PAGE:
Friday’s fiscal event, billed as a mini-budget despite turning out to contain billions in tax cuts, reportedly goes further even than the package announced by Margaret Thatcher’s Chancellor Nigel Lawson in 1988.
That budget, remembered as something of a tax-cutting bonanza that cheered Tory MPs, was reached for as a touchstone in recent days by economic commentators as more details emerged of what Liz Truss and Mr Kwarteng had in store.
In a raft of major financial announcements on Friday, Mr Kwarteng brought forward the planned cut to the basic rate of income tax to 19p in the pound a year early to April and reduced stamp duty for homebuyers.
The Chancellor also said he would abolish the top rate of income tax for the highest earners, a surprise move in a budget announcement centred around a bid to turn the UK’s sluggish growth around.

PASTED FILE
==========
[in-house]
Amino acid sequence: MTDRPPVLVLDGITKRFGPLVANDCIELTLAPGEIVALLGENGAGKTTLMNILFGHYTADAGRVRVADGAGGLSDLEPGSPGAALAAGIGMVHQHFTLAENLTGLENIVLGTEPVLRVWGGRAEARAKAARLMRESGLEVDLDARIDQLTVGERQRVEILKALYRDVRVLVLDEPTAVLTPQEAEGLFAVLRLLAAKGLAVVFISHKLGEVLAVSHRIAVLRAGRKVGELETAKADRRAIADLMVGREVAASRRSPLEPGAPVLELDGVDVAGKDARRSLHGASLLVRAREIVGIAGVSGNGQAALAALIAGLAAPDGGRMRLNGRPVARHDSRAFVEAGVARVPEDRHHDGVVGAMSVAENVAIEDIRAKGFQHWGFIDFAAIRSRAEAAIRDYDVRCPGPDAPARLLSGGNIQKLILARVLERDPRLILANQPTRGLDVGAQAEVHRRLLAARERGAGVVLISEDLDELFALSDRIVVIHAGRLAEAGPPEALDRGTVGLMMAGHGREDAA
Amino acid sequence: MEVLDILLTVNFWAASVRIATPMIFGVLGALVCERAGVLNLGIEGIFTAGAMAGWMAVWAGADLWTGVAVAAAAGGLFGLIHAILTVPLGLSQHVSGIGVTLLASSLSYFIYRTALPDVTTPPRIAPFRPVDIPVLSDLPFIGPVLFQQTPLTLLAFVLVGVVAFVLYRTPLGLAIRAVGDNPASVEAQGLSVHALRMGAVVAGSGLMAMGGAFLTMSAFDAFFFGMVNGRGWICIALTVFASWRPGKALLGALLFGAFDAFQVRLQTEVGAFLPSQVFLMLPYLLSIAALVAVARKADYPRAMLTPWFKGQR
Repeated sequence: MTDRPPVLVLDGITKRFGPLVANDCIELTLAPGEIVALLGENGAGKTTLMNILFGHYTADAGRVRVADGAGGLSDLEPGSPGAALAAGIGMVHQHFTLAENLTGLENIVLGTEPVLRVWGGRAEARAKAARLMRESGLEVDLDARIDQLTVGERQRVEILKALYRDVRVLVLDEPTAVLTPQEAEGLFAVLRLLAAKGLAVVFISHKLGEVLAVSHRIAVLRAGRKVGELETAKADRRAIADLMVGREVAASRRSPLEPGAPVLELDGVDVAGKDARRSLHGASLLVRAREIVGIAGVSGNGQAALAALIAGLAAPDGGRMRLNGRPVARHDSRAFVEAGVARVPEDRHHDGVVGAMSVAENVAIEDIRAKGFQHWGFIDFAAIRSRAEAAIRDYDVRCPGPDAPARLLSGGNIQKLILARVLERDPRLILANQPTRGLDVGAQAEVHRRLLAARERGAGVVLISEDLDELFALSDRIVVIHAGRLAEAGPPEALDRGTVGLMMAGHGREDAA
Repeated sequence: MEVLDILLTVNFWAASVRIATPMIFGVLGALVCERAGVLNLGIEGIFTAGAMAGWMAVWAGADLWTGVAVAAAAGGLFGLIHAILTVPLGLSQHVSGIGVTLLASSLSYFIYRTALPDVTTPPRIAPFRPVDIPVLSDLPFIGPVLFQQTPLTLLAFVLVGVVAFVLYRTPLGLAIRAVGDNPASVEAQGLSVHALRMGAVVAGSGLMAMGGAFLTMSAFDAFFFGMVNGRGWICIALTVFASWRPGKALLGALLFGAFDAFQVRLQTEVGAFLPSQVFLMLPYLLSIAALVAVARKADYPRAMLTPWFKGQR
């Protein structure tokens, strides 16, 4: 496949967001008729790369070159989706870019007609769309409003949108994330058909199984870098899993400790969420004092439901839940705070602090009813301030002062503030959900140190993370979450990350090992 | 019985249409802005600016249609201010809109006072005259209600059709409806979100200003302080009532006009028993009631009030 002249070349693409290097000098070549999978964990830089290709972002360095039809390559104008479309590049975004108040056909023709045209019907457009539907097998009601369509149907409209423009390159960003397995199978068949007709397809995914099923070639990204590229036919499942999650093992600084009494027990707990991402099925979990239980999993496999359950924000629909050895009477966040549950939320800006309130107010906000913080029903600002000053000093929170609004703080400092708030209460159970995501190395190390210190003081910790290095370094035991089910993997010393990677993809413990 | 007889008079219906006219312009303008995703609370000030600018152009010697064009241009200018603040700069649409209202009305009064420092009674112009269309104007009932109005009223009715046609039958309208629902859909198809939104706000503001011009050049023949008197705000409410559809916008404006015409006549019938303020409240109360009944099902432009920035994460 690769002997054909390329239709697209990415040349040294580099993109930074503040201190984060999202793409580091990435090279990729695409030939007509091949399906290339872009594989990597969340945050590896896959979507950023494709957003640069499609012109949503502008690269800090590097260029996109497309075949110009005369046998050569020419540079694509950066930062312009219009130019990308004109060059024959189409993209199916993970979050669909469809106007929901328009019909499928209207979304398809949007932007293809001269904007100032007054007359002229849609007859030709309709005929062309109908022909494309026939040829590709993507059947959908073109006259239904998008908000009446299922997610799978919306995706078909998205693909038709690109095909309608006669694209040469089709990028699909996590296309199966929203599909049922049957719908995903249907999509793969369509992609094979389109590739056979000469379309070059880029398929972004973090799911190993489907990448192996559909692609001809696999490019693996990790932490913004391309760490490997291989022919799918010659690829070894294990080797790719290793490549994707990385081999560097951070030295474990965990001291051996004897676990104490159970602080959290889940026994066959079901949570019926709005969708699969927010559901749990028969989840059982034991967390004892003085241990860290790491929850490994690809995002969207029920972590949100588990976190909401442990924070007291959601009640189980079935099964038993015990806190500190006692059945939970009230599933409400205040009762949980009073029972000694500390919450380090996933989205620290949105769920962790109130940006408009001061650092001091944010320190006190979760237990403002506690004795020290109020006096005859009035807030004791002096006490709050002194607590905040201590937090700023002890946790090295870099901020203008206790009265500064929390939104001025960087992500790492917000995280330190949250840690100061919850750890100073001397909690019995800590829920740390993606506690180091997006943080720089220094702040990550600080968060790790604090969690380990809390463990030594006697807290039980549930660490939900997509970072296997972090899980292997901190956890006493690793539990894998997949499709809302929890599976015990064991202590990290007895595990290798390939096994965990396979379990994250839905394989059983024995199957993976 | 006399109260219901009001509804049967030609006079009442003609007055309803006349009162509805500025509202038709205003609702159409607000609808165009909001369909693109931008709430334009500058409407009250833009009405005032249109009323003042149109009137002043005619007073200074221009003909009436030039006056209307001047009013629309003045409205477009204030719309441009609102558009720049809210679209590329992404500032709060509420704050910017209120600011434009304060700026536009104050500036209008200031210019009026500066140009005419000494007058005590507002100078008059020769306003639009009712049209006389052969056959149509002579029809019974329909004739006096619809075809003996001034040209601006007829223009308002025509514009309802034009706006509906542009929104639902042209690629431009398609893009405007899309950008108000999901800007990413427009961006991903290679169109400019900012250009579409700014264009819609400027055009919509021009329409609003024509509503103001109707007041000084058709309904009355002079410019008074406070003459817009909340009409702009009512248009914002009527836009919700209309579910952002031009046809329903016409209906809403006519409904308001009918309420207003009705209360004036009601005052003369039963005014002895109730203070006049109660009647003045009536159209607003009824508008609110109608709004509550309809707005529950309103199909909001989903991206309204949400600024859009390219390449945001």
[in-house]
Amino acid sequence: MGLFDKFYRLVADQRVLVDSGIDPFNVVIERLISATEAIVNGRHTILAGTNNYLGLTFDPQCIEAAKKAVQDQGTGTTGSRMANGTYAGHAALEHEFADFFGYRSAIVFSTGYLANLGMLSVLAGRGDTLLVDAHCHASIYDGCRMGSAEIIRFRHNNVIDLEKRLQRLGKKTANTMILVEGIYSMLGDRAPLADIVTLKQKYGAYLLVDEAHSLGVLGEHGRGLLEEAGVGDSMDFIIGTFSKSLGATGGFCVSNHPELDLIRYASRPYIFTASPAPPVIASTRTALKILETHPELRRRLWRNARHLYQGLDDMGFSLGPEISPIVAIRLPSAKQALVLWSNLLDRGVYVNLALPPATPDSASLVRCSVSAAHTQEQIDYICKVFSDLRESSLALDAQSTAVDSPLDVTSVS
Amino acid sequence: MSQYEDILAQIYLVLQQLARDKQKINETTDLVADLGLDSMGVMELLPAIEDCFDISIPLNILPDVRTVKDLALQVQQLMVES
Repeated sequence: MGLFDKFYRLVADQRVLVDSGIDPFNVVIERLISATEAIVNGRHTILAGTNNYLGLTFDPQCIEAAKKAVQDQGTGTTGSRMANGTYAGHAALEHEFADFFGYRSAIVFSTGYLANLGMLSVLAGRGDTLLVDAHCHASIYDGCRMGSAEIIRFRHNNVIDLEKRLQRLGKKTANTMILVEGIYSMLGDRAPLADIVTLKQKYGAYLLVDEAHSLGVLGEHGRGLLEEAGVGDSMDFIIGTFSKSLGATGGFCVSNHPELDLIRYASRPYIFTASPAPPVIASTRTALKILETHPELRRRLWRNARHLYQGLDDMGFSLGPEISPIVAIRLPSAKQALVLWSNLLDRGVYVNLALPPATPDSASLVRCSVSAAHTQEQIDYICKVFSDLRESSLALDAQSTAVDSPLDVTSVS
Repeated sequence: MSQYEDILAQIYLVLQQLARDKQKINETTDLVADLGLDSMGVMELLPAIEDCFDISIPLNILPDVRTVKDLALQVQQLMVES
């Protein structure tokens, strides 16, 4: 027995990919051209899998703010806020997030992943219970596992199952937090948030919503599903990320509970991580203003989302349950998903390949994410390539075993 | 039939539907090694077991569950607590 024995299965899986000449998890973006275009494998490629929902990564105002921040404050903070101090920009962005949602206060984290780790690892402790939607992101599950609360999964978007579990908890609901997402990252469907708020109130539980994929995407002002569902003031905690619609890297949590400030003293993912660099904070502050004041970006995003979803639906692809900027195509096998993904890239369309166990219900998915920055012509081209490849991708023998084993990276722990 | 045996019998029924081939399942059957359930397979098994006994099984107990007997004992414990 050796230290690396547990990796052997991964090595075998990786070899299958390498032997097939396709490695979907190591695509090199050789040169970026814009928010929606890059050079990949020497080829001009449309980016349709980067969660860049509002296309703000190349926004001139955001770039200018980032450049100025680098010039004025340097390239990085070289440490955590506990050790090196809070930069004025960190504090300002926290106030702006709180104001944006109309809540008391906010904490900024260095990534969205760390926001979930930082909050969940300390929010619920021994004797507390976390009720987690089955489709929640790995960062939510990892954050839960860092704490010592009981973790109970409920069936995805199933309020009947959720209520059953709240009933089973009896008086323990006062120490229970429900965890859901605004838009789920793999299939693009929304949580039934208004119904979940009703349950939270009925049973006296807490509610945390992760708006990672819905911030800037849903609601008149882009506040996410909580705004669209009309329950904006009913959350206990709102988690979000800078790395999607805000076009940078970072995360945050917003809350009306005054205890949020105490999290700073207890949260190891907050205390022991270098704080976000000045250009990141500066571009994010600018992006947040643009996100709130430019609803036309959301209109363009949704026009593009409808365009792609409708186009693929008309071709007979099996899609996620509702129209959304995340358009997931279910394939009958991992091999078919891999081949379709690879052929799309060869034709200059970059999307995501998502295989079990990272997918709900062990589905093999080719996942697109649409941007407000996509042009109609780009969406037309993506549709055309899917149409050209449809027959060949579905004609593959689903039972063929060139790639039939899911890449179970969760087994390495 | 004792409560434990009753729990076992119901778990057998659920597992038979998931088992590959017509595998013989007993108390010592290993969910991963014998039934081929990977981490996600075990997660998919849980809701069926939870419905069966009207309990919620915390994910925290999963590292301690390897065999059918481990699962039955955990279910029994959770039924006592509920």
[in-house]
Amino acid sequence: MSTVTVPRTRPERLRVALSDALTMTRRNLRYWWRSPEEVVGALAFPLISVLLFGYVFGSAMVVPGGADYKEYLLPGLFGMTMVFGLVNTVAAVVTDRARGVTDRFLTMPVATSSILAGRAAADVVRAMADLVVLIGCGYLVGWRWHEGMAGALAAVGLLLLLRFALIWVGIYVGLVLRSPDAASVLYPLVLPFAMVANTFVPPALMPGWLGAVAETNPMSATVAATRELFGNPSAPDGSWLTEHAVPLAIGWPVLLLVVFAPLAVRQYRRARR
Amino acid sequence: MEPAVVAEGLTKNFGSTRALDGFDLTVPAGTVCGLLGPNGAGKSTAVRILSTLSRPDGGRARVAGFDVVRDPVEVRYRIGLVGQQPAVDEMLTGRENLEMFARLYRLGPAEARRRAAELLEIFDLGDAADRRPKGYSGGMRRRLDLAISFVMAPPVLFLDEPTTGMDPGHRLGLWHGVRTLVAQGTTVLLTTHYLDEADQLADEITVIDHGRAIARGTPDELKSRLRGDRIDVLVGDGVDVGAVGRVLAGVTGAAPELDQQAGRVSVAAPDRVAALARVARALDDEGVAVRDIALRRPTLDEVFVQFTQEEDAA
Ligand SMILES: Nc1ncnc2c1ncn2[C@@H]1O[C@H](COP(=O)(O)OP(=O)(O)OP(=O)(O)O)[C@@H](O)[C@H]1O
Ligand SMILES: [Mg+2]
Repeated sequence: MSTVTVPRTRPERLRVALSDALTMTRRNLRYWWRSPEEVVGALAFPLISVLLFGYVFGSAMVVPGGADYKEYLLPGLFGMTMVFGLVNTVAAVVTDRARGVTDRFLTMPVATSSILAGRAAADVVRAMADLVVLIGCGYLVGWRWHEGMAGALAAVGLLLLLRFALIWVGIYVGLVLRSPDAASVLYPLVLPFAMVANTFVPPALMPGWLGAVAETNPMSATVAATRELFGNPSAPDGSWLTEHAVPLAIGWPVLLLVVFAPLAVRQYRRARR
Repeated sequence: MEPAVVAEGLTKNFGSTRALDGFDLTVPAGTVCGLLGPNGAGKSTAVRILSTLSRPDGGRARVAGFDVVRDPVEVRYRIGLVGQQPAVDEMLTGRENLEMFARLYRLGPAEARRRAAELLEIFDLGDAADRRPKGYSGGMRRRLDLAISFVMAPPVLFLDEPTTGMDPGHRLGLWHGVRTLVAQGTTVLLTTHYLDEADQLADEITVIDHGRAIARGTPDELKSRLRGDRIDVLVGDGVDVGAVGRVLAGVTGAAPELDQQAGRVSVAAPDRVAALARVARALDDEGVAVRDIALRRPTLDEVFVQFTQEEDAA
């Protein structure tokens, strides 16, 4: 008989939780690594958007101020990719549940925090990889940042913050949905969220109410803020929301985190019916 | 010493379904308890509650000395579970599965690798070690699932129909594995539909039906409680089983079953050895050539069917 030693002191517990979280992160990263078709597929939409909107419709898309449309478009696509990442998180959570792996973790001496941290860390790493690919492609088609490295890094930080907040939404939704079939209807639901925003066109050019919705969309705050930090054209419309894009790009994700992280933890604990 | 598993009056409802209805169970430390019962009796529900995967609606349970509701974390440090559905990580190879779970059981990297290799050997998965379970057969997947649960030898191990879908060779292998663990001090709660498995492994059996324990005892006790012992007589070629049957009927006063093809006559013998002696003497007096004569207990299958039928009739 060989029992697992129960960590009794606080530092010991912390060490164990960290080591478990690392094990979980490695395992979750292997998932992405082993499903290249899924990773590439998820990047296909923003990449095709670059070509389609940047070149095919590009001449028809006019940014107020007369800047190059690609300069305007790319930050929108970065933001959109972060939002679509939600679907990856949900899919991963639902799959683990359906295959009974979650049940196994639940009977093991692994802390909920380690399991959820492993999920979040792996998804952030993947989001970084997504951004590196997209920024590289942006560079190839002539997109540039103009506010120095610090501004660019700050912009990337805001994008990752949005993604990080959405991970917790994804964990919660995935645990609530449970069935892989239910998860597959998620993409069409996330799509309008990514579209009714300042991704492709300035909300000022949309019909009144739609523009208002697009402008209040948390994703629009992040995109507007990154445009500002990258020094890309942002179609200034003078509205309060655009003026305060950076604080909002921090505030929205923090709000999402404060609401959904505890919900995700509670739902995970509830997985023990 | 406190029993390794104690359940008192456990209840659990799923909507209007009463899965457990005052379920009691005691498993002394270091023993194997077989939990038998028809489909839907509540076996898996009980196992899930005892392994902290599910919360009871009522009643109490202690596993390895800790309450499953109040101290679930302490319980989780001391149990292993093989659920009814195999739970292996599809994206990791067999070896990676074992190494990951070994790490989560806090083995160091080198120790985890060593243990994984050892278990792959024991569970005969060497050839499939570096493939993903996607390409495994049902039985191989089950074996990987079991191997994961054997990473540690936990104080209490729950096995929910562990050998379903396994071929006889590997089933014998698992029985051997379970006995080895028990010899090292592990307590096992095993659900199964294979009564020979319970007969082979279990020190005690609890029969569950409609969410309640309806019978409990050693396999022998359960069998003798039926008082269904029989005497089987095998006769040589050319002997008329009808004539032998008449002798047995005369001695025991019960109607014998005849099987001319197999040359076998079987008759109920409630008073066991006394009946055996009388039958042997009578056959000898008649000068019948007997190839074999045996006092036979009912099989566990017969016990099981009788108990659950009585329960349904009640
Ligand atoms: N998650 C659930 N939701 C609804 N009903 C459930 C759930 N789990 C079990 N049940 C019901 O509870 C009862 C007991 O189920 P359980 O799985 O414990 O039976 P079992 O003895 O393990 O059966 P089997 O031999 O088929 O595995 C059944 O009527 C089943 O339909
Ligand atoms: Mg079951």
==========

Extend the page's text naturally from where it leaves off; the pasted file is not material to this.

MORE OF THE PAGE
But Paul Johnson, director of the widely respected Institute for Fiscal Studies, said that the plan goes further than even Mrs Thatcher’s Chancellor, harking back to the era of her Conservative predecessor Edward Heath.
Calling it a “quite extraordinary” statement, he said it was the “biggest tax-cutting event since 1972”.
“It is not very mini. It is half a century since we have seen tax cuts announced on this scale,” he told BBC News.
It was, Mr Johnson said, a “gamble”.
Labour agreed, with the shadow chancellor Rachel Reeves telling the Commons that the PM and her Chancellor were “two desperate gamblers in a casino chasing a losing run”.
Heath’s Chancellor was Anthony Barber – and things did not end well for the so-called “Barber boom”.
“Barber’s ‘dash for growth’ then ended in disaster. That Budget is now known as the worst of modern times. Genuinely, I hope this one works very much better,” Mr Johnson said.